Danica Patrick says her determined, angry walk down pitlane during last weekend's Indianapolis 500 - and the circumstances that led to it - are behind her. The focus now, she says, is the Milwaukee Mile.
Patrick's encounter with Ryan Briscoe in the pits overshadowed much of the late-race duel between Scott Dixon and Vitor Meira, turning what should have been the buzz of the race - Meira's wild pass on a restart with 40 laps remaining - into a soap opera involving Patrick, security and reporters.
When asked on Friday if it's difficult to forget last week and move on, Patrick insisted it isn't.
"I don't know if any of us have that hard of a time with that," she said. "We go on to the next event. All we're concerned about is performing at that next event and thinking how we're going to do well and thinking about the car and the track.
"I definitely forget the weekend before pretty quickly. It's not that difficult. It's just kind of my nature. The nature of me just goes on to the next one. I think a lot of us drivers are probably the same."
Patrick was on the outside lane in the pits when Briscoe left his pit stall and entered the inside lane.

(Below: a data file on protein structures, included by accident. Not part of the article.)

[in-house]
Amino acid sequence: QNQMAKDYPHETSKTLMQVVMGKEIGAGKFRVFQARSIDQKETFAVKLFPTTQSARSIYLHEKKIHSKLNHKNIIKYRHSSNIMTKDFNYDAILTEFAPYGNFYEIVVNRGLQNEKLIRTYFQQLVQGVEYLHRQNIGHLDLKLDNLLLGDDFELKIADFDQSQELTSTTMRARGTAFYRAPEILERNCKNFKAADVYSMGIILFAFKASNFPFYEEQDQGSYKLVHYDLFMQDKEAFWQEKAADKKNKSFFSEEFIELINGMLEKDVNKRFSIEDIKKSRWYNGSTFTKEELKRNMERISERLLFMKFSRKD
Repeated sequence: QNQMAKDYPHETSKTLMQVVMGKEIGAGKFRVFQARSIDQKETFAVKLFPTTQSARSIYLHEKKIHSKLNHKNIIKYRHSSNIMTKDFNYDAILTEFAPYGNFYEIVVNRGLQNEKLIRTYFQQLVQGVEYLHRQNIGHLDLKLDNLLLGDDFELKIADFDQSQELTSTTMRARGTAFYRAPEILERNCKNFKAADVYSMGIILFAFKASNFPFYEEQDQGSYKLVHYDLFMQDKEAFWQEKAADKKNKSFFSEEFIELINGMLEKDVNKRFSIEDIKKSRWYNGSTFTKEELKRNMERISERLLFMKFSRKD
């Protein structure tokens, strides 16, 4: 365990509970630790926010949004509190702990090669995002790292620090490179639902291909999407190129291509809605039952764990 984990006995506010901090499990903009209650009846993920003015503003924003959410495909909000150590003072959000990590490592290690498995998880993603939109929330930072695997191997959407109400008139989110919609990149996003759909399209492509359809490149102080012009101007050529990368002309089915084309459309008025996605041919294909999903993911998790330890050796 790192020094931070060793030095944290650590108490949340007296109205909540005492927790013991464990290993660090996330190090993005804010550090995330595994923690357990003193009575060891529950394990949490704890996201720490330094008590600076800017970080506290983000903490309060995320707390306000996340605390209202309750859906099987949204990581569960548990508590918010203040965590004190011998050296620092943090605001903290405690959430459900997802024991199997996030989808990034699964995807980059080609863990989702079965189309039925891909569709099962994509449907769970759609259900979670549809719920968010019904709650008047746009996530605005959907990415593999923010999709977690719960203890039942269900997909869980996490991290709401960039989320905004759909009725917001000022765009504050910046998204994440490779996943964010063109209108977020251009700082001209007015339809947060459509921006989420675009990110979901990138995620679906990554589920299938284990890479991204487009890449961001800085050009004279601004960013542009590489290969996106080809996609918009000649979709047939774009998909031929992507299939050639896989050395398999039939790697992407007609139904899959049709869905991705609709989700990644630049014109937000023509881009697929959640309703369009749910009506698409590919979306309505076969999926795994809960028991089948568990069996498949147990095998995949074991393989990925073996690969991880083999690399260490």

However, as he hit the throttle, the rear end of his No. 6 Team Penske Honda/Dallara swung out to the right and struck Patrick's No. 7 Andretti Green Racing Honda/Dallara. The damage knocked both cars out of the race.
After she climbed from her car's cockpit, Patrick began walking toward Briscoe's pit stall as Briscoe sat in his car while his crew members attempted to repair the car. Patrick was intercepted by IRL security official Charles Burns, who urged Patrick to get over the pit wall. Eventually, she obliged.
"Charles and I are friends," Patrick said. "He was looking out for me. He is not intimidating to me, but I do listen."
Briscoe and Patrick spoke the night of the race, but at Monday's awards banquet, it appeared as if tensions were still high. Briscoe insisted he was innocent, as did Patrick. During his acceptance speech for finishing 23rd in the race, Briscoe started with a joke: "I'd like to thank Charles."
Patrick said on Friday she didn't hold a grudge, even though she and Briscoe have a history of running into each other. In 2005, she lashed out at Briscoe after a crash at Infineon Raceway.
"Every incident is its own," she said on Friday. "I don't think it's fair to compile them unless it's a horrible trend. I react to each situation as it comes up.
"No matter what would have happened, I would have been disappointed in the way that it happened and how it happened, no matter who it was."